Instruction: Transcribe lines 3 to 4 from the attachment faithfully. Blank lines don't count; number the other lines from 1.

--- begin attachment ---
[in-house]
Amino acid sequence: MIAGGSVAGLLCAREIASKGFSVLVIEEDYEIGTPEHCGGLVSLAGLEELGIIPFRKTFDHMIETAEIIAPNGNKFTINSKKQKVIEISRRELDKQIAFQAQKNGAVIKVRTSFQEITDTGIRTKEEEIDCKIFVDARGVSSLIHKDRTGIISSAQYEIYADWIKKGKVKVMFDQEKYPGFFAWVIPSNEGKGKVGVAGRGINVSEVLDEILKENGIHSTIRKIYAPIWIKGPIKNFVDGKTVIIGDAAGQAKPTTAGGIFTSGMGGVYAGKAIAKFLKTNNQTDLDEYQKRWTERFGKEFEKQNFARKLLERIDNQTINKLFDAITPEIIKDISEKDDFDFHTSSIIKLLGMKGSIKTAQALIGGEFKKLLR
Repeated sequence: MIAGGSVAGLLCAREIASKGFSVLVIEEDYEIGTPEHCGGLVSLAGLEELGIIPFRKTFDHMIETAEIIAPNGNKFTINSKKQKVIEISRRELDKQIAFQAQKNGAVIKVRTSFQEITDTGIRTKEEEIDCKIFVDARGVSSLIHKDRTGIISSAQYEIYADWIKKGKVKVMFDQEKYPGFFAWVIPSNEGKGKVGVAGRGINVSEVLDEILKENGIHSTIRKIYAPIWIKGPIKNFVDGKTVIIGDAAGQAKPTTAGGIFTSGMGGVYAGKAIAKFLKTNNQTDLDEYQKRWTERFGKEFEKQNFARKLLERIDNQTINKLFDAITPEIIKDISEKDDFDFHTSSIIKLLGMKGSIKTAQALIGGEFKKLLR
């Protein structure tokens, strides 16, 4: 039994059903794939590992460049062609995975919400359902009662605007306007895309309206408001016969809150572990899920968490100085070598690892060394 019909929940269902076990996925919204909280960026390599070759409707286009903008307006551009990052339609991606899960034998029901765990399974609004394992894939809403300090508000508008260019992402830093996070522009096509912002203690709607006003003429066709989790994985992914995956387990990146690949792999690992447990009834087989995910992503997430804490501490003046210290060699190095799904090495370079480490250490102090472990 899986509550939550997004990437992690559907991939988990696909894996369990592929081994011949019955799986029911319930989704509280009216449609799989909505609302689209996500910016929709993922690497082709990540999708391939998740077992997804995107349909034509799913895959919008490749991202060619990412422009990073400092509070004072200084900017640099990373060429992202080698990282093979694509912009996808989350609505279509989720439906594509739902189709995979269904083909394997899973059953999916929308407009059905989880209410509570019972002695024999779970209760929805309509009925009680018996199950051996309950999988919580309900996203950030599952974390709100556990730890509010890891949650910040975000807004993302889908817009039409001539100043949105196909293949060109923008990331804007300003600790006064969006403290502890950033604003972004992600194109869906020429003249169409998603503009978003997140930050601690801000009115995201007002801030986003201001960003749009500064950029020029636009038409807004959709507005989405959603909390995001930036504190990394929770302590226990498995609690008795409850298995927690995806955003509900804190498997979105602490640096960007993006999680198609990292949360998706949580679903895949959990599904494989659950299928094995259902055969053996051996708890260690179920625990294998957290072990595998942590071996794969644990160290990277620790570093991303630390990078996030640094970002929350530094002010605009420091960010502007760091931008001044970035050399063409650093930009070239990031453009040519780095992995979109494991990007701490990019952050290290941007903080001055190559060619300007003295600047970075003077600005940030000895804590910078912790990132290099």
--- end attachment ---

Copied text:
Repeated sequence: MIAGGSVAGLLCAREIASKGFSVLVIEEDYEIGTPEHCGGLVSLAGLEELGIIPFRKTFDHMIETAEIIAPNGNKFTINSKKQKVIEISRRELDKQIAFQAQKNGAVIKVRTSFQEITDTGIRTKEEEIDCKIFVDARGVSSLIHKDRTGIISSAQYEIYADWIKKGKVKVMFDQEKYPGFFAWVIPSNEGKGKVGVAGRGINVSEVLDEILKENGIHSTIRKIYAPIWIKGPIKNFVDGKTVIIGDAAGQAKPTTAGGIFTSGMGGVYAGKAIAKFLKTNNQTDLDEYQKRWTERFGKEFEKQNFARKLLERIDNQTINKLFDAITPEIIKDISEKDDFDFHTSSIIKLLGMKGSIKTAQALIGGEFKKLLR
């Protein structure tokens, strides 16, 4: 039994059903794939590992460049062609995975919400359902009662605007306007895309309206408001016969809150572990899920968490100085070598690892060394 019909929940269902076990996925919204909280960026390599070759409707286009903008307006551009990052339609991606899960034998029901765990399974609004394992894939809403300090508000508008260019992402830093996070522009096509912002203690709607006003003429066709989790994985992914995956387990990146690949792999690992447990009834087989995910992503997430804490501490003046210290060699190095799904090495370079480490250490102090472990 899986509550939550997004990437992690559907991939988990696909894996369990592929081994011949019955799986029911319930989704509280009216449609799989909505609302689209996500910016929709993922690497082709990540999708391939998740077992997804995107349909034509799913895959919008490749991202060619990412422009990073400092509070004072200084900017640099990373060429992202080698990282093979694509912009996808989350609505279509989720439906594509739902189709995979269904083909394997899973059953999916929308407009059905989880209410509570019972002695024999779970209760929805309509009925009680018996199950051996309950999988919580309900996203950030599952974390709100556990730890509010890891949650910040975000807004993302889908817009039409001539100043949105196909293949060109923008990331804007300003600790006064969006403290502890950033604003972004992600194109869906020429003249169409998603503009978003997140930050601690801000009115995201007002801030986003201001960003749009500064950029020029636009038409807004959709507005989405959603909390995001930036504190990394929770302590226990498995609690008795409850298995927690995806955003509900804190498997979105602490640096960007993006999680198609990292949360998706949580679903895949959990599904494989659950299928094995259902055969053996051996708890260690179920625990294998957290072990595998942590071996794969644990160290990277620790570093991303630390990078996030640094970002929350530094002010605009420091960010502007760091931008001044970035050399063409650093930009070239990031453009040519780095992995979109494991990007701490990019952050290290941007903080001055190559060619300007003295600047970075003077600005940030000895804590910078912790990132290099």